Saturday, May 22, 2010


click photo to enlarge
This year seems to have been a good one for Hyacinthoides non-scripta - otherwise known as the common bluebell. I say that solely on the number and rude health of those that grow in my garden under the trees and in the borders. Since my re-location to Lincolnshire I find it a little harder to pop out to a bluebell wood in May and imbibe the shimmering blue under the thin tree canopy of fresh green leaves. In Lancashire this was an easy task, as it was when I lived in the Yorkshire Dales.

In 2006 I posted a couple of images of the Lancashire bluebell woods at Barnacre and Calder Vale. And, every year since that time, this particular image has been hit upon by people searchingthe web in early May for such a place to visit. For the past few days it has been the most popular page on this blog, and it is likely to remain so until the bluebells have faded or people have had their fill of this lovely spring spectacle.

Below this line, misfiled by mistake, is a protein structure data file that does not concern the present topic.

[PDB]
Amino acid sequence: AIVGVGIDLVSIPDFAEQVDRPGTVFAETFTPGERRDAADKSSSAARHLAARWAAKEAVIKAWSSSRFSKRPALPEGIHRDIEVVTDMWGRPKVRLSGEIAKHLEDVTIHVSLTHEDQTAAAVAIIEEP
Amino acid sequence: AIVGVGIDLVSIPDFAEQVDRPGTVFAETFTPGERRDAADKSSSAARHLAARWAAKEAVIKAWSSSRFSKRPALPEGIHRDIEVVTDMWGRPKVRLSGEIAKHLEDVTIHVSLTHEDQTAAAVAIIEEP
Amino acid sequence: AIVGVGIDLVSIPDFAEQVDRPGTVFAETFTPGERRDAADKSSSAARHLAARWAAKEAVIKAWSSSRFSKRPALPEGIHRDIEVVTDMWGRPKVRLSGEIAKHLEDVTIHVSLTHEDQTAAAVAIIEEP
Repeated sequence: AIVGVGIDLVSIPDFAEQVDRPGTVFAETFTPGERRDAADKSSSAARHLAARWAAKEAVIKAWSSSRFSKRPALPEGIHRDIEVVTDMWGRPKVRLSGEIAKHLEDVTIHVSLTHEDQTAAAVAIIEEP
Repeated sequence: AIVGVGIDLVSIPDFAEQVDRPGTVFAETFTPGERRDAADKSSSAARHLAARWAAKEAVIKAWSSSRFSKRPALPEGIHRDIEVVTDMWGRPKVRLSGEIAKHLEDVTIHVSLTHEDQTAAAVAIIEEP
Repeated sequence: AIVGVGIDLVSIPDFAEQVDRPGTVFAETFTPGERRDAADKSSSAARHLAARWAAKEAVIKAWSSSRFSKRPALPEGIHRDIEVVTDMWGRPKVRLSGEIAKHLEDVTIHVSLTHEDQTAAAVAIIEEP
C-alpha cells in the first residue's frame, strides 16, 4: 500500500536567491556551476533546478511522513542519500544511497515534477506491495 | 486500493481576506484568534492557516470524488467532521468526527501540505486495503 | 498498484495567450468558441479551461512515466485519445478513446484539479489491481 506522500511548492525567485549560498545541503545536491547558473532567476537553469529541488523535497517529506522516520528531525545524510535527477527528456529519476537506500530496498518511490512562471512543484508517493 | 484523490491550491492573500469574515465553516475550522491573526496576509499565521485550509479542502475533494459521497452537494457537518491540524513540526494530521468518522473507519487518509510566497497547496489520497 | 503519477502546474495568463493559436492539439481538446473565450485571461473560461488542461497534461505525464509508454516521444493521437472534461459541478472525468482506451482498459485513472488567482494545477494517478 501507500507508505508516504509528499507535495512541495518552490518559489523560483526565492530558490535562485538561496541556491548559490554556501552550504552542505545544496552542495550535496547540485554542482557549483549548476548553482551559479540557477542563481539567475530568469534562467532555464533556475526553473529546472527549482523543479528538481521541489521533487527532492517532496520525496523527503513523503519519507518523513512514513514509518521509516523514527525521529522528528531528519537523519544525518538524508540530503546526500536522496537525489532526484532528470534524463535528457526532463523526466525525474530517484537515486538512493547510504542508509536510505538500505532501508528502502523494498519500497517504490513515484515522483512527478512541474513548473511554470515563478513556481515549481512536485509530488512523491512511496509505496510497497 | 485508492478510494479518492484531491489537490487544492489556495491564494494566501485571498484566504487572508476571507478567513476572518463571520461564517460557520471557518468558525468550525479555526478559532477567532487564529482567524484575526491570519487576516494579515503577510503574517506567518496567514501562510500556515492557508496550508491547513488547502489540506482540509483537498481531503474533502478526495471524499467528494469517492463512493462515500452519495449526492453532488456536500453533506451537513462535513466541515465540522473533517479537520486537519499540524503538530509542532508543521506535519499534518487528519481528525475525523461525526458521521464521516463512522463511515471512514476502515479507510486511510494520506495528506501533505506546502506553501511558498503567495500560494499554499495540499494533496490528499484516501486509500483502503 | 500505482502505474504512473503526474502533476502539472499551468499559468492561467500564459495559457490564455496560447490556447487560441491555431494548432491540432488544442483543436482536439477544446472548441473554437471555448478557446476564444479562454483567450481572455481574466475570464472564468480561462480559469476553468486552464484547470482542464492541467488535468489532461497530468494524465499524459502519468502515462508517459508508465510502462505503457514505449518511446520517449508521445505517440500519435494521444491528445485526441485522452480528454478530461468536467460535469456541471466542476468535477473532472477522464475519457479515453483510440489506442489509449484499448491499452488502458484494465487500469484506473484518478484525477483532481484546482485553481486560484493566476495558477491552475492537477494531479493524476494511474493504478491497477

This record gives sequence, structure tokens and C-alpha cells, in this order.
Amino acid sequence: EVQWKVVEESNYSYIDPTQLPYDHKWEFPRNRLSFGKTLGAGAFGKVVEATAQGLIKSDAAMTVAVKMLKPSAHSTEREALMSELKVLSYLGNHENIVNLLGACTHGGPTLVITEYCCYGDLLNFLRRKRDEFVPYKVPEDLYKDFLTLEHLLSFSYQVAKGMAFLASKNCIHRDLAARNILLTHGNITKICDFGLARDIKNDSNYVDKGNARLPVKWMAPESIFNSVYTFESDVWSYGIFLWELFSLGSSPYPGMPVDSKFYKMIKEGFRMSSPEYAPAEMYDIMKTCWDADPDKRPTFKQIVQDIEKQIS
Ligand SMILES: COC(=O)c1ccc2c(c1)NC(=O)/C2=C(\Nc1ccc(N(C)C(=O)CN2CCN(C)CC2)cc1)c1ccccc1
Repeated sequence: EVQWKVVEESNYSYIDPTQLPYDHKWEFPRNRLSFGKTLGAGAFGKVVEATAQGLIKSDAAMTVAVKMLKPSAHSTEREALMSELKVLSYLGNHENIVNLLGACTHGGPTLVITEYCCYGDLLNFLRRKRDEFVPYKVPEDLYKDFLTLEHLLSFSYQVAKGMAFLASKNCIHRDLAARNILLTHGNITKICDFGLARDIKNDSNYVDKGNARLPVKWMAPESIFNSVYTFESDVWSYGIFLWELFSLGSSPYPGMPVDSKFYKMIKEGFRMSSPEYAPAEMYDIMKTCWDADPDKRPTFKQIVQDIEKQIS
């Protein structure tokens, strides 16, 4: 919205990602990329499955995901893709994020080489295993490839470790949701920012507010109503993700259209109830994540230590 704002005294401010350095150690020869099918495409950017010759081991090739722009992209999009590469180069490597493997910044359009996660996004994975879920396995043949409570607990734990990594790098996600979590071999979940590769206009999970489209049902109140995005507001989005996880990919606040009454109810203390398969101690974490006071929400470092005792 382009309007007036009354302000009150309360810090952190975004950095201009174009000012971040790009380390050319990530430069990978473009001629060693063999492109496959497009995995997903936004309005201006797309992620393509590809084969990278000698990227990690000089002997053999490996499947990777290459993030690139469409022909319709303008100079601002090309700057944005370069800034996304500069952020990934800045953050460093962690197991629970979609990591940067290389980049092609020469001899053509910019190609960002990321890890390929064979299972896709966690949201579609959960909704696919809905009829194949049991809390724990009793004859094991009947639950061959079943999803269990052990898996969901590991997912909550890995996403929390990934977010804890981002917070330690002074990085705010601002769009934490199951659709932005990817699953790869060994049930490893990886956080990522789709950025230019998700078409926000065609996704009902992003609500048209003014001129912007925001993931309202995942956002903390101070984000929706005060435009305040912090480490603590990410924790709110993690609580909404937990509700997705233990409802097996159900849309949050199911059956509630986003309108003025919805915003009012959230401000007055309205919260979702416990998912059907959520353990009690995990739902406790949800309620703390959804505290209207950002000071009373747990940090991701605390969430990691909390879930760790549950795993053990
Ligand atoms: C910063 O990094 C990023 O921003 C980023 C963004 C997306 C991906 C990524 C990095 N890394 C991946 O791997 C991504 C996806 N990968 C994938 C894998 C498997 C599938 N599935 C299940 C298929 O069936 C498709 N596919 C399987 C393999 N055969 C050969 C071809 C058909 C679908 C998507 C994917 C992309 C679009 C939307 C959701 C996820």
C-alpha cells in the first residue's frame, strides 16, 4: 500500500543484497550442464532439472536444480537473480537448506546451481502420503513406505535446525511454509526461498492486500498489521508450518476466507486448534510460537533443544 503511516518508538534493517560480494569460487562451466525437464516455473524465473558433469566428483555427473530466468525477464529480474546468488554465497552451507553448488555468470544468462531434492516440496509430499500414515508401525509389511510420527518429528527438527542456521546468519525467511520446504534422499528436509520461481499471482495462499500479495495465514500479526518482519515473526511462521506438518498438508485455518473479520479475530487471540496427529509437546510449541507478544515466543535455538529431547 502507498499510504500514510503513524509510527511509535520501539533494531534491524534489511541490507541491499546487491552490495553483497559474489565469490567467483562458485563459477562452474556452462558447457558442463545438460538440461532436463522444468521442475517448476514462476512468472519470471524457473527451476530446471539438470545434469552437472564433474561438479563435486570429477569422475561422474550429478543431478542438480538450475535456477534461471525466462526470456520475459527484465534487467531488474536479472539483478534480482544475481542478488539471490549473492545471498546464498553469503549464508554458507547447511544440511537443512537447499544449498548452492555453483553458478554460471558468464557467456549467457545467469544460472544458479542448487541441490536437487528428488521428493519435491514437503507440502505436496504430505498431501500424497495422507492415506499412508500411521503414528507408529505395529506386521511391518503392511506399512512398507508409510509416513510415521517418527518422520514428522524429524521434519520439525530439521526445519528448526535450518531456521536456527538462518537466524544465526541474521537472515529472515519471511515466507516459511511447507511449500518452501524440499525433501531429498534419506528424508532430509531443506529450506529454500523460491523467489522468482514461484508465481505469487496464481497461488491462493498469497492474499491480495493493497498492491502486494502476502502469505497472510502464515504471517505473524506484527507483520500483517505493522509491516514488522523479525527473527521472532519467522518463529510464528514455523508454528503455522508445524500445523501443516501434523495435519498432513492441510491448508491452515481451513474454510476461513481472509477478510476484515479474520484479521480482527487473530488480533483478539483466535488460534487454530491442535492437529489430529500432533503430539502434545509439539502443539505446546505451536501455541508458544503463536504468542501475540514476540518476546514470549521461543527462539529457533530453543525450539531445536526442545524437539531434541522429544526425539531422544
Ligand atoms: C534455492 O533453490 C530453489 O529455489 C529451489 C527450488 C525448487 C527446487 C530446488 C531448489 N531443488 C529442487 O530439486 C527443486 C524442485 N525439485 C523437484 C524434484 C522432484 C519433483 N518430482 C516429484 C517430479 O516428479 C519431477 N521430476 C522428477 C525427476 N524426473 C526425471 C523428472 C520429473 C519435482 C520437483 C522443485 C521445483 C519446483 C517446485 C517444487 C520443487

Today's photograph shows the blooms of a clump of bluebells under an apple tree. I used a long focal length to throw the background of glossy leaves and sun-dappled bushes out of focus.

photograph & text (c) T. Boughen

Camera: Olympus E510
Mode: Aperture Priority
Focal Length: 119mm (238mm/35mm equiv.)
F No: f6.3
Shutter Speed: 1/160
ISO: 100
Exposure Compensation: -0.3 EV
Image Stabilisation: On